Tycoon’s Fund Warns Indian Realty Bad-Loan Crisis to Get Messier
A housing redevelopment colony in East Kidwai Nagar, New Delhi, India. (Source; Photographer: Ruhani Kaur/Bloomberg)

Tycoon’s Fund Warns Indian Realty Bad-Loan Crisis to Get Messier

(Bloomberg) -- A realty fund controlled by billionaire banker Uday Kotak wants lenders to acknowledge that they are facing a $65 billion bad-loan crisis in the nation’s real estate sector.

Tycoon’s Fund Warns Indian Realty Bad-Loan Crisis to Get Messier

Kotak Realty Fund has asked lenders to recognize soured debt and take a haircut on the credit given to apartment builders. That will spur fresh credit and revive cash flow for realty companies, Chief Executive Officer Vikas Chimakurthy said.

The $1.8. billion fund hasn’t managed to lend to any of the stalled residential projects because lenders balked at accepting the crisis, he said. The delay is adding to the mounting default risk of developers, with as many as 560,000 homes worth of 4.5 trillion rupees ($65 billion) stuck or delayed across the top seven Indian cities mainly due to the dearth of funds, according to Anarock Property Consultants.

“Lenders should realize that they have to resolve these loans before the problem gets messier,” Chimakurthy said. “It is in a kind of gridlock situation. I think by March, things will become more difficult, and lenders need to resolve these issues immediately.”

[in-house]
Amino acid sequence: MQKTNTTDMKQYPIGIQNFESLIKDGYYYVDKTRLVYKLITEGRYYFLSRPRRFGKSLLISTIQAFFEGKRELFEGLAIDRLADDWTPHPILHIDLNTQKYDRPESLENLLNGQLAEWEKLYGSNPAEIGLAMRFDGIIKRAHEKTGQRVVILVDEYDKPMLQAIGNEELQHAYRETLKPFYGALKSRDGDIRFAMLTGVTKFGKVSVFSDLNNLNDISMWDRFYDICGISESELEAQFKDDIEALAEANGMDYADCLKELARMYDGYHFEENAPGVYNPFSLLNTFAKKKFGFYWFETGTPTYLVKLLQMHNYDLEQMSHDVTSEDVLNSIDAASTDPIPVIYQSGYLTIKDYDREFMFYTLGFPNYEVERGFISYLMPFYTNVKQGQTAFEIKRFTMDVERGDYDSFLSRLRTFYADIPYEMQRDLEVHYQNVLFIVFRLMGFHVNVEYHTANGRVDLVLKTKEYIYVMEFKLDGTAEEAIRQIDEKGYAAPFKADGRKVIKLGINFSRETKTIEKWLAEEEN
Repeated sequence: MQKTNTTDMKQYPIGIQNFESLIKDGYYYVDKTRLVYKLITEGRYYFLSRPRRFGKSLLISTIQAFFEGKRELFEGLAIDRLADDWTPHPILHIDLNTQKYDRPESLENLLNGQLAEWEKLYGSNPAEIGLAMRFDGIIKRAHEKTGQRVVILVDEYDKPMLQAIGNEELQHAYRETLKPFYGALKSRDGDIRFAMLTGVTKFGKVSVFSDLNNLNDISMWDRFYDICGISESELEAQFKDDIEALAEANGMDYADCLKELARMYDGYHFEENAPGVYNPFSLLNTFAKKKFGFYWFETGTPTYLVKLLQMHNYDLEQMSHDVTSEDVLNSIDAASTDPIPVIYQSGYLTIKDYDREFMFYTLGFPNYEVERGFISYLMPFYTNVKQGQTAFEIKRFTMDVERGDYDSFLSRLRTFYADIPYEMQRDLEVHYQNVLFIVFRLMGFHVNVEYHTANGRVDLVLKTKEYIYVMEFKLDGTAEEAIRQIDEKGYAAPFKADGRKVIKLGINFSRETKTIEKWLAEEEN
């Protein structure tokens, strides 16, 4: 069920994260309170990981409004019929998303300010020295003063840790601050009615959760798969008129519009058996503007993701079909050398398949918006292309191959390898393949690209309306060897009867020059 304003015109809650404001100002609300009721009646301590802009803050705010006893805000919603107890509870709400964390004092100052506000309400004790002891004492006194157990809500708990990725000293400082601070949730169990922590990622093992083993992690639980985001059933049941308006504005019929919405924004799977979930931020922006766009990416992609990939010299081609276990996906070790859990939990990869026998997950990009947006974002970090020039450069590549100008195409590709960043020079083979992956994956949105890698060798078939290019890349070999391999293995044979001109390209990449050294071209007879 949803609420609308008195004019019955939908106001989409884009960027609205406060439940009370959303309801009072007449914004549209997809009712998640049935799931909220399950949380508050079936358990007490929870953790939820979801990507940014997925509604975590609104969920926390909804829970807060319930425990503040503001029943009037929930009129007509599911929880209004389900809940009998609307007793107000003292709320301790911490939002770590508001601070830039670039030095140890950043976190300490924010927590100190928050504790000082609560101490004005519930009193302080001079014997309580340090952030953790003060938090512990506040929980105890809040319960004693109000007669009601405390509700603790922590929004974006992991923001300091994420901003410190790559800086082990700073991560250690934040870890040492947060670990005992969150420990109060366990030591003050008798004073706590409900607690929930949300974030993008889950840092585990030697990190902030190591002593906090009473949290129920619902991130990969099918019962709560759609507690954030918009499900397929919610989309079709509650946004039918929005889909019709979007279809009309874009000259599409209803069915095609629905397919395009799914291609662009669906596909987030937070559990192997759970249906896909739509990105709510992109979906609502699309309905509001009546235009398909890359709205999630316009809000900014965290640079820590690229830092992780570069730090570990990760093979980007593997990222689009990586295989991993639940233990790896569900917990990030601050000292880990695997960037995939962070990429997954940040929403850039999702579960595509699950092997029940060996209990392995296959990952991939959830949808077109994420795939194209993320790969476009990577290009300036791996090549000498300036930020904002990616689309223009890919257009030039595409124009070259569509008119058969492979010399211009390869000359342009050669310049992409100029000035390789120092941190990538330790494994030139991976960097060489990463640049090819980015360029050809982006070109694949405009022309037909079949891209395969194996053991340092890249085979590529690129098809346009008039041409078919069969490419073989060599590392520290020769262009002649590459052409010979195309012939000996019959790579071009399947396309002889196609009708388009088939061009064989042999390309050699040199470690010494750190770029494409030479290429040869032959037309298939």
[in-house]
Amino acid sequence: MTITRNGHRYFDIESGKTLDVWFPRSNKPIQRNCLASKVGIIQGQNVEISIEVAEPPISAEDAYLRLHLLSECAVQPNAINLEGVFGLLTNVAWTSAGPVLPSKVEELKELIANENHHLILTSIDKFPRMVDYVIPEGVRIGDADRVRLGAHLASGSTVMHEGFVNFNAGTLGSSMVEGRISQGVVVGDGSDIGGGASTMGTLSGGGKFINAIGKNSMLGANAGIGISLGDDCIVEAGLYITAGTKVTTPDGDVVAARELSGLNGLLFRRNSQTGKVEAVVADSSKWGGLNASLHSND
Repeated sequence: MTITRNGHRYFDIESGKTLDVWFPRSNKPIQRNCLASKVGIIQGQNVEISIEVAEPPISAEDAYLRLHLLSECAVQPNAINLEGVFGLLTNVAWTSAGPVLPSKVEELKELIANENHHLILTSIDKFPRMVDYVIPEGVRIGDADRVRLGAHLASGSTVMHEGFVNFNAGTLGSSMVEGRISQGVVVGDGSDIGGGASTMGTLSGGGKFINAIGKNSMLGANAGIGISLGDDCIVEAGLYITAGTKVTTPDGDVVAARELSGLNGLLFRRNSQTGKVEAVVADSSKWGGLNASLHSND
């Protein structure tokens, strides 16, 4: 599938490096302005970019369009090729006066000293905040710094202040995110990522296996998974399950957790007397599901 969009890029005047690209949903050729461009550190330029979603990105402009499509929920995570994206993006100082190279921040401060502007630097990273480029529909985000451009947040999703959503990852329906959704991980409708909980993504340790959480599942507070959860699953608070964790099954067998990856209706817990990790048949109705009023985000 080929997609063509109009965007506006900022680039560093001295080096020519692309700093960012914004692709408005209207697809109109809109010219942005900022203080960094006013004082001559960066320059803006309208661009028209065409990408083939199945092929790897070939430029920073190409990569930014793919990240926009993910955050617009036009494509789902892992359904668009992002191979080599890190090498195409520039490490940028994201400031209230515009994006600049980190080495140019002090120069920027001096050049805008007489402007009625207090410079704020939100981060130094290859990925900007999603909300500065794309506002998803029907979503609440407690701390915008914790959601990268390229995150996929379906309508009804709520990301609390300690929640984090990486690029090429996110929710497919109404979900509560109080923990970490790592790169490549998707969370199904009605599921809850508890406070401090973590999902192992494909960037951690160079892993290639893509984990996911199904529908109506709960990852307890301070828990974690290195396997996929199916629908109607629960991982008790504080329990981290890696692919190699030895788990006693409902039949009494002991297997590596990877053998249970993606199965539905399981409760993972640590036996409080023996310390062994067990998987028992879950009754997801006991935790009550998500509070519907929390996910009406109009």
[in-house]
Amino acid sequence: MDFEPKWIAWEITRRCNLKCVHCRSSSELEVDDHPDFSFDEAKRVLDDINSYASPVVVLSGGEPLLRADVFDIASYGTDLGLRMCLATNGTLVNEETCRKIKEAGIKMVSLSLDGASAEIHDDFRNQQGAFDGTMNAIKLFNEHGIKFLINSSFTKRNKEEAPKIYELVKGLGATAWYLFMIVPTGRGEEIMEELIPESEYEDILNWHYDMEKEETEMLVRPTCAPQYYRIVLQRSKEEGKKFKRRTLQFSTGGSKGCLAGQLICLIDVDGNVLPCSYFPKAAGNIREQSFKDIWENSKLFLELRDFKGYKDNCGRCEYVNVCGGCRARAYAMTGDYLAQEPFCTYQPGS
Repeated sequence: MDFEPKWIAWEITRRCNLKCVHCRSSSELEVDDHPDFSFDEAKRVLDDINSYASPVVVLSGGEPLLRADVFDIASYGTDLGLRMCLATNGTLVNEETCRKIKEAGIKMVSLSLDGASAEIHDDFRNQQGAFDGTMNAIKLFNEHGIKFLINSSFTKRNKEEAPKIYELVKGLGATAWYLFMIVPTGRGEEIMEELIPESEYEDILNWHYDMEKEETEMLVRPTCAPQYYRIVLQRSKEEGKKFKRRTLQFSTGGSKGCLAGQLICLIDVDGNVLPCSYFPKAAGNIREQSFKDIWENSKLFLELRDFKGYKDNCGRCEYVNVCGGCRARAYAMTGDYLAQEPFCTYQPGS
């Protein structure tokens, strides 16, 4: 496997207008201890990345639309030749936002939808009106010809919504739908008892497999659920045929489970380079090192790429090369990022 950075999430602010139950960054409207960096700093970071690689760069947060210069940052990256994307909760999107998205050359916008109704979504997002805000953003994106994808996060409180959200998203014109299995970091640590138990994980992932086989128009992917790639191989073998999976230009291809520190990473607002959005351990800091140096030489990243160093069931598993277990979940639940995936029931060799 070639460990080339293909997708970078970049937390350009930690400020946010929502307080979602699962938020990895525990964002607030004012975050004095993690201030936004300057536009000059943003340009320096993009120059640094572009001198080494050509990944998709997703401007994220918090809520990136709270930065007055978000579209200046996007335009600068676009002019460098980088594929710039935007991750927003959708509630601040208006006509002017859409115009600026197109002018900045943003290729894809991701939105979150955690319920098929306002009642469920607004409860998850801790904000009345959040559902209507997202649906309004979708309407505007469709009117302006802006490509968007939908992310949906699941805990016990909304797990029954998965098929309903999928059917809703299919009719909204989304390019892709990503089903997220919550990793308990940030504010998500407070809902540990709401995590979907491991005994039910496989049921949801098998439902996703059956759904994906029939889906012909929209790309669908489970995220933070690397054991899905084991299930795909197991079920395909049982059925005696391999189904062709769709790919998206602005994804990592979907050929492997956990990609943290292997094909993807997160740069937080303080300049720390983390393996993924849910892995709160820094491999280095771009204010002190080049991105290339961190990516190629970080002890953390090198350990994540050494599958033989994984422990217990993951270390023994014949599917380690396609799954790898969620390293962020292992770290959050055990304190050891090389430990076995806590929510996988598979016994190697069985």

Tycoon’s Fund Warns Indian Realty Bad-Loan Crisis to Get Messier

Developers either have to access fresh loans to complete the buildings or raise equity and infuse funds into these stuck projects, to ensure that the stuck construction projects get in to cash flow generation mode. Without existing lenders recognizing the stress and taking haircuts this won’t be possible, Chimakurthy said.

A 10-member S&P BSE Realty Index fell for the fourth-straight day in Mumbai trading on Thursday, extending its 6% drop in July.

Financiers have been unwilling to take haircuts on stressed loans as they prefer to bring in stronger developers into stalled projects and sell off assets kept as collateral than taking upfront haircuts, according to a July 9 Goldman Sach note. Recognizing the loans as soured and talking haircuts will add to the provisions and worsen capital ratios of the lenders.

©2019 Bloomberg L.P.

BQ Install

Bloomberg Quint

Add BloombergQuint App to Home screen.